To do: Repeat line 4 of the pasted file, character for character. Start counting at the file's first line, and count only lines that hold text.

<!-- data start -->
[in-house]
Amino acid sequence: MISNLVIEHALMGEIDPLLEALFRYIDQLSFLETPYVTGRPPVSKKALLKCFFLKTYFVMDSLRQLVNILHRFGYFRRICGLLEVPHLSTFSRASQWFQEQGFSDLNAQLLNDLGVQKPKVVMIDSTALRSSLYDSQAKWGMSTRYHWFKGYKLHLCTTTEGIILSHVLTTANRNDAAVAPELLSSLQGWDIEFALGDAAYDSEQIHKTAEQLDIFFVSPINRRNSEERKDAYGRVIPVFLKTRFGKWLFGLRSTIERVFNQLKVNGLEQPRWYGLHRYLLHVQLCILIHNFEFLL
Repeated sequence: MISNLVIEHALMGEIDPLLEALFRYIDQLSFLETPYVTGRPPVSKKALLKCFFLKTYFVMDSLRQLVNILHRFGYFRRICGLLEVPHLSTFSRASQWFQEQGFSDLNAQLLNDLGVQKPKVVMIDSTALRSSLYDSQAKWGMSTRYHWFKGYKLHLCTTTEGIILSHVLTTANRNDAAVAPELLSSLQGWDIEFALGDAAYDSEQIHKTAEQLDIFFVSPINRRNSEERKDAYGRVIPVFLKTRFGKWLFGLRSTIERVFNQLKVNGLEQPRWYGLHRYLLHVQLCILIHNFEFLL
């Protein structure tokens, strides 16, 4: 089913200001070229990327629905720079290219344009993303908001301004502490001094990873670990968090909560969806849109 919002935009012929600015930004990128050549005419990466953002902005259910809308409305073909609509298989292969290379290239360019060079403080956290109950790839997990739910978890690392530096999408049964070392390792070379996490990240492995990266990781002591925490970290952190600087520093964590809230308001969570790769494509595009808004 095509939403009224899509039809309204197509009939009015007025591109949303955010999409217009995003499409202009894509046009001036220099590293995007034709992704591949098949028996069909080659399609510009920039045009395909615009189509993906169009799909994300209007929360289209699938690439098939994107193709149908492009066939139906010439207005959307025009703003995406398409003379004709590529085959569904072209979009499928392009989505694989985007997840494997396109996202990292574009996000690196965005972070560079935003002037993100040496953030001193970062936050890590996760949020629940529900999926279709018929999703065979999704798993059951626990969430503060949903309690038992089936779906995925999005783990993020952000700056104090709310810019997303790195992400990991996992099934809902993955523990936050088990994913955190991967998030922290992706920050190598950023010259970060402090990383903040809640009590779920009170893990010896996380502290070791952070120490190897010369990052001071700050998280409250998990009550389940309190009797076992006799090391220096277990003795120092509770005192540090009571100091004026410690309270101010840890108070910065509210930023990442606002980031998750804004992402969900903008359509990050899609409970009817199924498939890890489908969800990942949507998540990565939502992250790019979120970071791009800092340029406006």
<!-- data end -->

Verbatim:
């Protein structure tokens, strides 16, 4: 089913200001070229990327629905720079290219344009993303908001301004502490001094990873670990968090909560969806849109 919002935009012929600015930004990128050549005419990466953002902005259910809308409305073909609509298989292969290379290239360019060079403080956290109950790839997990739910978890690392530096999408049964070392390792070379996490990240492995990266990781002591925490970290952190600087520093964590809230308001969570790769494509595009808004 095509939403009224899509039809309204197509009939009015007025591109949303955010999409217009995003499409202009894509046009001036220099590293995007034709992704591949098949028996069909080659399609510009920039045009395909615009189509993906169009799909994300209007929360289209699938690439098939994107193709149908492009066939139906010439207005959307025009703003995406398409003379004709590529085959569904072209979009499928392009989505694989985007997840494997396109996202990292574009996000690196965005972070560079935003002037993100040496953030001193970062936050890590996760949020629940529900999926279709018929999703065979999704798993059951626990969430503060949903309690038992089936779906995925999005783990993020952000700056104090709310810019997303790195992400990991996992099934809902993955523990936050088990994913955190991967998030922290992706920050190598950023010259970060402090990383903040809640009590779920009170893990010896996380502290070791952070120490190897010369990052001071700050998280409250998990009550389940309190009797076992006799090391220096277990003795120092509770005192540090009571100091004026410690309270101010840890108070910065509210930023990442606002980031998750804004992402969900903008359509990050899609409970009817199924498939890890489908969800990942949507998540990565939502992250790019979120970071791009800092340029406006």